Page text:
Lottery is a popular method of raising funds for state and other public purposes. Virtually every state has legalized lotteries, and their popularity continues to increase. While the expansion of lottery games is a positive development, it raises important policy issues. Lotteries are generally perceived as a form of gambling, and as such, generate concerns about their effect on poor people and problem gamblers. The promotion of gambling also raises serious ethical questions, especially since most lotteries are run as a business whose primary function is to maximize profits through advertising.
Regardless of the specific games, all lotteries feature a common element: a pool of money (generally donated by participants) is used as prizes in a random drawing. The prize pool consists of a single large prize and many smaller prizes. The size of the prize pool is usually determined before tickets are sold and may be based on the amount of money collected by the promoter or on state taxes or other revenue.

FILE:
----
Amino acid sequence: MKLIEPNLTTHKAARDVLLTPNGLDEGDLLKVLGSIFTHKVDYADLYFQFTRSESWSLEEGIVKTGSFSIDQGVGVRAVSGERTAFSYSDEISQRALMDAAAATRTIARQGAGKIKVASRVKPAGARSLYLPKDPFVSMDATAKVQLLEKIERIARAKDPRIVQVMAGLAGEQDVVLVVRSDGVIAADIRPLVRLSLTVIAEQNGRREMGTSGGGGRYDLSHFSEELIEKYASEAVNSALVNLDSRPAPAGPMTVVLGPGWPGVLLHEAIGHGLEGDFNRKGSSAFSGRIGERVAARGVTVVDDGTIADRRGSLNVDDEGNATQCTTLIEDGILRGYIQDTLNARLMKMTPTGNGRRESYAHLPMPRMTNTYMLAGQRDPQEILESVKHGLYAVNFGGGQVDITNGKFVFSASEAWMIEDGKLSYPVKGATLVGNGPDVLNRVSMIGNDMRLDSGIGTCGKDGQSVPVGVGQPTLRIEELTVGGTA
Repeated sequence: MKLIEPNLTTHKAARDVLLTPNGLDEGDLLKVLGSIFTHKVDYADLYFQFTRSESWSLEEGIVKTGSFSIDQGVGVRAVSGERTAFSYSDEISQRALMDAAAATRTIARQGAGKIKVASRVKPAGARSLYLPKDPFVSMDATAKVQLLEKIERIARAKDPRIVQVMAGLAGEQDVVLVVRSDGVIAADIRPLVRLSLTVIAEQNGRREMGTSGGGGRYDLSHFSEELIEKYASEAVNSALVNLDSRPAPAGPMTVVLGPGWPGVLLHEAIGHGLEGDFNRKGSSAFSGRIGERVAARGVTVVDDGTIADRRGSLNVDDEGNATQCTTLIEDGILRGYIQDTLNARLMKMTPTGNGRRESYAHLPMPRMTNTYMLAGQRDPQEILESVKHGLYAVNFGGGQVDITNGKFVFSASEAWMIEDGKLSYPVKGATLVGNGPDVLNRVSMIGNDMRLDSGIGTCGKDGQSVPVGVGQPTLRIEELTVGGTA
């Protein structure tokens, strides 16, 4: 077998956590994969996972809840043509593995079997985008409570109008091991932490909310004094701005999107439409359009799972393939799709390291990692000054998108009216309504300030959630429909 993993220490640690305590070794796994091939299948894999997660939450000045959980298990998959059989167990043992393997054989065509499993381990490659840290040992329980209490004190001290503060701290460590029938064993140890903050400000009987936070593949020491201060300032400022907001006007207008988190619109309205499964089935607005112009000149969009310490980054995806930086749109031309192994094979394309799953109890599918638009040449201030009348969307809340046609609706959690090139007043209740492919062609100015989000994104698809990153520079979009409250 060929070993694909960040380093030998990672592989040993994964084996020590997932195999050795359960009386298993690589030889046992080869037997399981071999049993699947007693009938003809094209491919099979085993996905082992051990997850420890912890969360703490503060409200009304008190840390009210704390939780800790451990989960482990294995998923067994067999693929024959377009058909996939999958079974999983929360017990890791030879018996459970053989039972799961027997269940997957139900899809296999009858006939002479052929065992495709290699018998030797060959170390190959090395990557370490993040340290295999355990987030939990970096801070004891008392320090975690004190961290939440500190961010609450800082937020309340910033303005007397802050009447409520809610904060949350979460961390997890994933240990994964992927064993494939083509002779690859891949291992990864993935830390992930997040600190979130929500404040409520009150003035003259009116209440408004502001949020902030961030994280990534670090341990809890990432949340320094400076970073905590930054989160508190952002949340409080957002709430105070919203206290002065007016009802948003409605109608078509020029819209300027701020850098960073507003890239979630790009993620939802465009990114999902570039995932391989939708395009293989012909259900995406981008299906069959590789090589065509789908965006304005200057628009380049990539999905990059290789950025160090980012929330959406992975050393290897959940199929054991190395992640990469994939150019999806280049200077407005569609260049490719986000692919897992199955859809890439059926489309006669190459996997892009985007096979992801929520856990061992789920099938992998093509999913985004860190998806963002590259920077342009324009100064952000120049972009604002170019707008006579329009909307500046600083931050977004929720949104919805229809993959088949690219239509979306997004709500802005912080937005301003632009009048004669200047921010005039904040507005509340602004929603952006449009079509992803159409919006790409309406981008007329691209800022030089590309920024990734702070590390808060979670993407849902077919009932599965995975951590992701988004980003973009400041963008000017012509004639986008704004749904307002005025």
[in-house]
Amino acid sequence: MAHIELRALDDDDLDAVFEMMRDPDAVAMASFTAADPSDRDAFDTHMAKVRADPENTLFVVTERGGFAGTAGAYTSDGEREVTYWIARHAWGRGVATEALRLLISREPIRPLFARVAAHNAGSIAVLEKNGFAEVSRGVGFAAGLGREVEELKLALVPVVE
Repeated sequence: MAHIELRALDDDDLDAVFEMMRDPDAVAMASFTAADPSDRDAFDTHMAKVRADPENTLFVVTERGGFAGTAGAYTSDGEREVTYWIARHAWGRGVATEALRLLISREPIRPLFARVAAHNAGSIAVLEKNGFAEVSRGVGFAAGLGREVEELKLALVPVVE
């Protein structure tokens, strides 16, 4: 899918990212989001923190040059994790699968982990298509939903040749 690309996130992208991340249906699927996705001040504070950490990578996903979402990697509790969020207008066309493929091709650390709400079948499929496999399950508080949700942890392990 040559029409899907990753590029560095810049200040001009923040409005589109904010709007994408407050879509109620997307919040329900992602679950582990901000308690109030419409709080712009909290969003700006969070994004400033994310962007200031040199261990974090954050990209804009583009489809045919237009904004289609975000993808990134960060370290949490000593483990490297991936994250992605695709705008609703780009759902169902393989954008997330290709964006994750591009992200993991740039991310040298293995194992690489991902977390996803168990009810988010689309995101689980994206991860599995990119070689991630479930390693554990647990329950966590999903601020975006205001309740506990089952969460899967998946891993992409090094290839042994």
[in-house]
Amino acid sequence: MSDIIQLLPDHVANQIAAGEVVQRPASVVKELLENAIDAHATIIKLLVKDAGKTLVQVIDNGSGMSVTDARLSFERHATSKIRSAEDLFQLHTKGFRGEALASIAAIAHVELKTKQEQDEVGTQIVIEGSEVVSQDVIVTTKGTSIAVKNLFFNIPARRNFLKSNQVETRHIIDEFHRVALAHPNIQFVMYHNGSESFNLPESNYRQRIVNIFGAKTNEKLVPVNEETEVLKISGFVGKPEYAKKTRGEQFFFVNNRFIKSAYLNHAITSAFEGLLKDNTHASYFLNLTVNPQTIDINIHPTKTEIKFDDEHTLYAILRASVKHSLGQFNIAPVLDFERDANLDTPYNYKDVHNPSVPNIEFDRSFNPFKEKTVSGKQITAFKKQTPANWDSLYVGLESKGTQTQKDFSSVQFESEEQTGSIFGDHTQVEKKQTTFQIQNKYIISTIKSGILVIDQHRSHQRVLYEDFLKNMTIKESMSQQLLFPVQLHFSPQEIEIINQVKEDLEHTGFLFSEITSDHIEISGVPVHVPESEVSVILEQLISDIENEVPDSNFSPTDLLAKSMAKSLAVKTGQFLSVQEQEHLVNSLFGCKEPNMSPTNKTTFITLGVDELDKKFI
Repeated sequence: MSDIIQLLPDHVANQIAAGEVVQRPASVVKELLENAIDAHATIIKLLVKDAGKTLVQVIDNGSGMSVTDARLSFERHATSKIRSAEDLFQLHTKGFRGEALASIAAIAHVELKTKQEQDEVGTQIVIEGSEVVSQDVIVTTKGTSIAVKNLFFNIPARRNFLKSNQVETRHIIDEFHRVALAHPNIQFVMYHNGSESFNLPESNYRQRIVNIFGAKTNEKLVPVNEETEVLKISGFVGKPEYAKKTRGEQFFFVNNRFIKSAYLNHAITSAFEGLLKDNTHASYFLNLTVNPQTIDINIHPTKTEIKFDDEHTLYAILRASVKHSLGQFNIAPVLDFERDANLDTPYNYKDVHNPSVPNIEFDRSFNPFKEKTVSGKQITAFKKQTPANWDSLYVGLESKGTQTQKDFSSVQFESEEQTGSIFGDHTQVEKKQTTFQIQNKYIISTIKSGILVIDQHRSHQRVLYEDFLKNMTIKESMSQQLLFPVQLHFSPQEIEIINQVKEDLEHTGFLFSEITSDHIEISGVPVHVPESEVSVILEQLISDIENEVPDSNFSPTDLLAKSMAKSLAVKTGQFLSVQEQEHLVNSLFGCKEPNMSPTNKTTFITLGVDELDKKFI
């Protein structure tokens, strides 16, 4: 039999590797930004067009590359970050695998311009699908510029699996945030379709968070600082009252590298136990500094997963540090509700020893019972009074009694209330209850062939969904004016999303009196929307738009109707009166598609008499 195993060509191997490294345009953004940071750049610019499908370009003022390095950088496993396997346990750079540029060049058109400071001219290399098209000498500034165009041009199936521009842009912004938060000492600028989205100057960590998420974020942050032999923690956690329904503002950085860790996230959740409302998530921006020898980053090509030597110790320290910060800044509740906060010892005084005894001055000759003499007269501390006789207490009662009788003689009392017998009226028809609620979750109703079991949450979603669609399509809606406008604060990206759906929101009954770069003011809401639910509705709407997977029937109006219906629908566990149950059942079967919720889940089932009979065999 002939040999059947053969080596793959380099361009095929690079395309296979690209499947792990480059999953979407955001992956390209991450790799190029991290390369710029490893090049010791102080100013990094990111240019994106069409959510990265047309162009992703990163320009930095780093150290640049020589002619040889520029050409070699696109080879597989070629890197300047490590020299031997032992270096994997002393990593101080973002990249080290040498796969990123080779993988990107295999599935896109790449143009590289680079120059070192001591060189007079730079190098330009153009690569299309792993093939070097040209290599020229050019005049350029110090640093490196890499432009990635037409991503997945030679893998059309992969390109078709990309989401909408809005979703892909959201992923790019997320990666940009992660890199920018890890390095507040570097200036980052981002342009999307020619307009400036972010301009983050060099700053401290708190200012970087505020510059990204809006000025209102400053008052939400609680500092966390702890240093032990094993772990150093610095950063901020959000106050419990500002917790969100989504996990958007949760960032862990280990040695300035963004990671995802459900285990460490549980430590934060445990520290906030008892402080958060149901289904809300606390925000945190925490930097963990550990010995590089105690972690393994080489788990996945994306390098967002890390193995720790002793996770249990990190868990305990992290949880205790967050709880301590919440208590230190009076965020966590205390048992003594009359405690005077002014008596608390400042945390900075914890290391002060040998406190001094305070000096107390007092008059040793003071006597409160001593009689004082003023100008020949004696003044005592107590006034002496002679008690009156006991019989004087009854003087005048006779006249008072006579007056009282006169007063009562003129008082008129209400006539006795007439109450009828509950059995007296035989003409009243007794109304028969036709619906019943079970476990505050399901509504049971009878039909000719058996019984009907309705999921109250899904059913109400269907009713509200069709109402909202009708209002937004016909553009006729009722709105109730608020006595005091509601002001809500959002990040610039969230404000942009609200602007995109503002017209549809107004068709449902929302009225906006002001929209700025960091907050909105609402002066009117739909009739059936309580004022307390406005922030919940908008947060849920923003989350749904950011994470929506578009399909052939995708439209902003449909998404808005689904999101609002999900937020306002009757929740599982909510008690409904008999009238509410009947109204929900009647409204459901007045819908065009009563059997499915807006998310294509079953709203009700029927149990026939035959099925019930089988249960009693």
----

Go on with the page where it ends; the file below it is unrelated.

In the case of public lotteries, prizes are often earmarked for a particular purpose. In colonial America, for example, lotteries were used to fund construction of roads, bridges, canals and churches. Benjamin Franklin even sponsored a lottery to raise funds for cannons to defend Philadelphia during the American Revolution. Lotteries were also used to help fund colleges, including Harvard, Dartmouth and Yale.
Lottery supporters argue that the monetary value of winnings exceeds the disutility of losing. The fact that lotteries are promoted by government agencies can make this argument more persuasive. However, studies show that the actual financial condition of a state government does not influence the decision to sponsor a lottery. The most significant factor appears to be whether the lottery proceeds are perceived as supporting a “public good” such as education.